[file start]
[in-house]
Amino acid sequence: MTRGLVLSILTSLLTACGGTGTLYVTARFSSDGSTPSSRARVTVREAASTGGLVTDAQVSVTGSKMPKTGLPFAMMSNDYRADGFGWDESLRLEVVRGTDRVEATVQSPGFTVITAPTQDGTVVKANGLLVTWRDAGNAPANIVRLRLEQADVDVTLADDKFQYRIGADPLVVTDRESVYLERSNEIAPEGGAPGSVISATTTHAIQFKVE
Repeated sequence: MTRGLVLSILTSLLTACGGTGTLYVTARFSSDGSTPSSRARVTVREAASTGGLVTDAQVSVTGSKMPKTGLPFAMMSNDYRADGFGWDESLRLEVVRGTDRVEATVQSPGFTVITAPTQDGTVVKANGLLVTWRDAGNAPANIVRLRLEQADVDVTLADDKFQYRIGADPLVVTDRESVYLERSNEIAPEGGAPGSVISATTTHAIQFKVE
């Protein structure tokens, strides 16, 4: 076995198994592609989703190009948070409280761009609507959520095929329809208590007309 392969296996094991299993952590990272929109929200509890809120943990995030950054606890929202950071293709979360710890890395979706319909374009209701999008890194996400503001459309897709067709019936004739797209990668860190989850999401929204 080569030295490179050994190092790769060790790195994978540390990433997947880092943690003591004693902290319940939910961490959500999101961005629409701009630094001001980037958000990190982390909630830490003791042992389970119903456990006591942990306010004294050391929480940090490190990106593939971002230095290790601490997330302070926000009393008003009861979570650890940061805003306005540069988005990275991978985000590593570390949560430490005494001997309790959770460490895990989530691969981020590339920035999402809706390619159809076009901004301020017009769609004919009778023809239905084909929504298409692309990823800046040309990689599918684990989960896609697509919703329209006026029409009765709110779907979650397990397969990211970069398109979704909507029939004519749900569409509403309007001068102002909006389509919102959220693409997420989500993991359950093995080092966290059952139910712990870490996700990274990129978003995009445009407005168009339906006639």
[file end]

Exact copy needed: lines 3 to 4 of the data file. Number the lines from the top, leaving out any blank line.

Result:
Repeated sequence: MTRGLVLSILTSLLTACGGTGTLYVTARFSSDGSTPSSRARVTVREAASTGGLVTDAQVSVTGSKMPKTGLPFAMMSNDYRADGFGWDESLRLEVVRGTDRVEATVQSPGFTVITAPTQDGTVVKANGLLVTWRDAGNAPANIVRLRLEQADVDVTLADDKFQYRIGADPLVVTDRESVYLERSNEIAPEGGAPGSVISATTTHAIQFKVE
């Protein structure tokens, strides 16, 4: 076995198994592609989703190009948070409280761009609507959520095929329809208590007309 392969296996094991299993952590990272929109929200509890809120943990995030950054606890929202950071293709979360710890890395979706319909374009209701999008890194996400503001459309897709067709019936004739797209990668860190989850999401929204 080569030295490179050994190092790769060790790195994978540390990433997947880092943690003591004693902290319940939910961490959500999101961005629409701009630094001001980037958000990190982390909630830490003791042992389970119903456990006591942990306010004294050391929480940090490190990106593939971002230095290790601490997330302070926000009393008003009861979570650890940061805003306005540069988005990275991978985000590593570390949560430490005494001997309790959770460490895990989530691969981020590339920035999402809706390619159809076009901004301020017009769609004919009778023809239905084909929504298409692309990823800046040309990689599918684990989960896609697509919703329209006026029409009765709110779907979650397990397969990211970069398109979704909507029939004519749900569409509403309007001068102002909006389509919102959220693409997420989500993991359950093995080092966290059952139910712990870490996700990274990129978003995009445009407005168009339906006639």